Waves at Playa Cocles are well-suited for intermediate and more advanced surfers since the break is short, which can be difficult for beginners. The best time to surf a larger swell is between January and March, but the beach is very busy year-round.
Plus, with accommodation right on the beachfront in Puerto Viejo, you won’t have to struggle to carry your board up any big hills or dirt tracks.
La Loca, Santa Teresa
Located in the province of Guanacaste Costa Rica, La Loca is a westerner’s dream. The town of Santa Teresa is still developing but is strongly catered towards American and European cultures. It’s why Santa Teresa is known as the “Tulum of Costa Rica”.
La Loca’s waves are consistently good between March and August, with a more hollow wave for the other six months of the year. Locals and long-term ex-pats are much friendlier here than in other parts of the country and are happy to share the waves with those who want to try the surf.
Tourists looking to stay in Santa Teresa are spoilt for choice, with North and South locations. Receiving an award for the World’s Best Surf Camps in 2021, Santa Teresa South is the perfect place for beginners to immerse themselves into the water.
Playa Hermosa, Jaco
It’s not hard to see why Jaco is home to the most national and international surf competitions in Costa Rica. The waves in Jaco are versatile, with a good mix of open rights and lefts. Line ups clean, with multiple breaks along the shore which means that surfers are spread all down the bay.
Jaco is one of the more commercialized spots in Costa Rica, filled with skyscrapers and American restaurant chains that are hugely rare in other parts of the country. While some might be turned off by this information, most welcome the chance to have home comforts within easy reach.
Jaco is home to Tortuga Surf School, based out of our beachfront location. Here, visitors can book one of the best beaches to visit in Costa Rica for surf.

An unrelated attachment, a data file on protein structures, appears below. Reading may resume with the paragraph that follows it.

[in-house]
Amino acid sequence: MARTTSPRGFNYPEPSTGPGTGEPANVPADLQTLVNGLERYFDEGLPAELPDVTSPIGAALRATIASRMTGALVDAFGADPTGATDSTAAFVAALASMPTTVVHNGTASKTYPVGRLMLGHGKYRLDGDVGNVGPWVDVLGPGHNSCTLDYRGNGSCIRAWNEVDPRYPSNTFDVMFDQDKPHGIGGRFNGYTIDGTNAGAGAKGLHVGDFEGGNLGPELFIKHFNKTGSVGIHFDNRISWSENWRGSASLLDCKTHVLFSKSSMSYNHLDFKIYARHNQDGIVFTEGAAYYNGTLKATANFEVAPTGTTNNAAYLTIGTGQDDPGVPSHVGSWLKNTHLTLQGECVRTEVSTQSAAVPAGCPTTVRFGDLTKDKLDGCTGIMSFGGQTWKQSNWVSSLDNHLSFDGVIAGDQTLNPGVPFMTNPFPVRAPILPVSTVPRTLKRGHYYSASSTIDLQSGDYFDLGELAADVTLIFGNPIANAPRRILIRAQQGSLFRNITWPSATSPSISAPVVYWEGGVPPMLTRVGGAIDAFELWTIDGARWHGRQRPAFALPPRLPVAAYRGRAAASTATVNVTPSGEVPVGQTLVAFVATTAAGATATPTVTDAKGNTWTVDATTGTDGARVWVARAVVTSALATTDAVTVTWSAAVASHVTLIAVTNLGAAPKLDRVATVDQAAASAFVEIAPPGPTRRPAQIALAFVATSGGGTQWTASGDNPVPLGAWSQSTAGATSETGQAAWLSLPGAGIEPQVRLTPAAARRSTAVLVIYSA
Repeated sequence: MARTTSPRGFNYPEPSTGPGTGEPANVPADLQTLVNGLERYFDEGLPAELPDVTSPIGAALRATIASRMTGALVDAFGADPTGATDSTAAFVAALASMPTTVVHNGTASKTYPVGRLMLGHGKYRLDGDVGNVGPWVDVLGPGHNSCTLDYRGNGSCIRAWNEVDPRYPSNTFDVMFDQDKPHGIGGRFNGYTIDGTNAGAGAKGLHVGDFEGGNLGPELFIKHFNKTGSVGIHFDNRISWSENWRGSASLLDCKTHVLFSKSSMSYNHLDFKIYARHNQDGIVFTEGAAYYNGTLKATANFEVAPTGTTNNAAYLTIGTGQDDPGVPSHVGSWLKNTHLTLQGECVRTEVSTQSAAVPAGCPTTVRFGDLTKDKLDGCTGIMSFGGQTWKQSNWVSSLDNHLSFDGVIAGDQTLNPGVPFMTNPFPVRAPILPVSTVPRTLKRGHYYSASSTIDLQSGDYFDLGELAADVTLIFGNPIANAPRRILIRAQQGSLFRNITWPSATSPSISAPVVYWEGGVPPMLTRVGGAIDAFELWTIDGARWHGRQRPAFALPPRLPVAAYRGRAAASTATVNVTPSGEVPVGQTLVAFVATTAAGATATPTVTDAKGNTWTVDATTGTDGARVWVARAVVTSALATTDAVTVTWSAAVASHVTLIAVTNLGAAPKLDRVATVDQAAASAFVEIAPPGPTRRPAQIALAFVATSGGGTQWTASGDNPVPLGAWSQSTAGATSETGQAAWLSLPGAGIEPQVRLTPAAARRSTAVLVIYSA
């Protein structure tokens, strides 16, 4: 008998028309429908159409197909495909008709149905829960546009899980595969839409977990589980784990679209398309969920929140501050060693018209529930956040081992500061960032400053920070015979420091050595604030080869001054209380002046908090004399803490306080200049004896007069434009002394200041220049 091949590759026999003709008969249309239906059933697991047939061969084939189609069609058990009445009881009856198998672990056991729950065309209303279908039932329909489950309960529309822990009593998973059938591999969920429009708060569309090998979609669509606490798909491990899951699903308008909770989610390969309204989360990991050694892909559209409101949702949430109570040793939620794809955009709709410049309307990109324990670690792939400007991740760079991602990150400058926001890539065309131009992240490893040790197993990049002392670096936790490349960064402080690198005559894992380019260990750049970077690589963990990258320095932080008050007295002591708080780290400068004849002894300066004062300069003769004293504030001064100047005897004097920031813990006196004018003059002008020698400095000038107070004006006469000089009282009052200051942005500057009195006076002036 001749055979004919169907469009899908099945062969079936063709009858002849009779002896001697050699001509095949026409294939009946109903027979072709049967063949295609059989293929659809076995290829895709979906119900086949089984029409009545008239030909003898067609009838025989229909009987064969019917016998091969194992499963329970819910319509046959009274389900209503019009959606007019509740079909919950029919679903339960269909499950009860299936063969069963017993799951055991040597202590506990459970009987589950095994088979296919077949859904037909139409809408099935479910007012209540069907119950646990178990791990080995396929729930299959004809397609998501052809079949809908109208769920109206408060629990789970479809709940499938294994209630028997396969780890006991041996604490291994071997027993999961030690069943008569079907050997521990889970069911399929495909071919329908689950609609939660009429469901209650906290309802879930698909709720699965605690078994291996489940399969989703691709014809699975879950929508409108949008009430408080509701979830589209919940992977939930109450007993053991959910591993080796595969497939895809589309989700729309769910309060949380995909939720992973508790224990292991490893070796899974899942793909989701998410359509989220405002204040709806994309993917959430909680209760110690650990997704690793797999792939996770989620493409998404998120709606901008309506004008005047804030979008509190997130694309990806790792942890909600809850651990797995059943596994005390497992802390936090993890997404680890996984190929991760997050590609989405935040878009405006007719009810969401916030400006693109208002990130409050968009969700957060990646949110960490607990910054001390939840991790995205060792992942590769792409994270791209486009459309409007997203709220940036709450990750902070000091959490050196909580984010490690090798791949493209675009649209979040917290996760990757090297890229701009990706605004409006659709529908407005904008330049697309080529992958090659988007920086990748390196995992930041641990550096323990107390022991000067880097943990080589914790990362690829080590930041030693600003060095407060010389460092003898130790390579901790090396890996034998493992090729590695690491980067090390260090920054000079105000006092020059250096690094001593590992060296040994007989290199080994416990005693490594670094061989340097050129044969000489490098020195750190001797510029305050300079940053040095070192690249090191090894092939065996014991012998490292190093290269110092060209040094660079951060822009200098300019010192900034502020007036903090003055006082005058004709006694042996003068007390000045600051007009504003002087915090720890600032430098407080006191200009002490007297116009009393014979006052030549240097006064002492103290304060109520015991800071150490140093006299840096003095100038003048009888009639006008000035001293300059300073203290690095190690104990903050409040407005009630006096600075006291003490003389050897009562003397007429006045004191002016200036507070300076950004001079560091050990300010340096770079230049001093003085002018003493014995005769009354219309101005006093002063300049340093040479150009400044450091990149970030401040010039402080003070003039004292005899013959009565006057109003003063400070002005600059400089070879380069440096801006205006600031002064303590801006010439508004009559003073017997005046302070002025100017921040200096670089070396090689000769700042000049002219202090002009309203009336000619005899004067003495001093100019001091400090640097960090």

Tamarindo Beach, Tamarindo
Ask the locals, and they might say that the best beaches in Tamarindo, Costa Rica, outweigh the rest. Newbie surfers can rejoice at the fact that the largest beach, with the same namesake as the town, is perfect for beginners looking to get comfortable on the waves. Fortunately, surf club members are able to access the water in only a few steps.
Tamarindo is located on the northern tip of Guanacaste, north of the Nicoya Peninsula. This makes it perfectly positioned to receive waves at mid-chest height, allowing learners to control their balance and master the rolling swells.
Just don’t get too close to the river mouth! With frequent sightings of saltwater crocs, it’s something to steer clear of.
Playa Guiones, Nosara
Remember those rugged landscapes? Here in Nosara, it’s very much a natural part of the terrain. However, those not staying in the local area might struggle to reach this little slice of paradise (which, by the way, is well worth the trek). After all, it’s why Playa Guiones was one of Costa Rica’s best-kept secrets for a long time.
At 7km long, Playa Guiones has plenty of space for beginners to learn the waves. Plus, plenty of long close-outs makes Playa Guiones easily one of the best beaches in Costa Rica to practice skills but might get slightly repetitive for those wanting more action. For lessons and transport to and from the beach, simply ask your hostel in Nosara.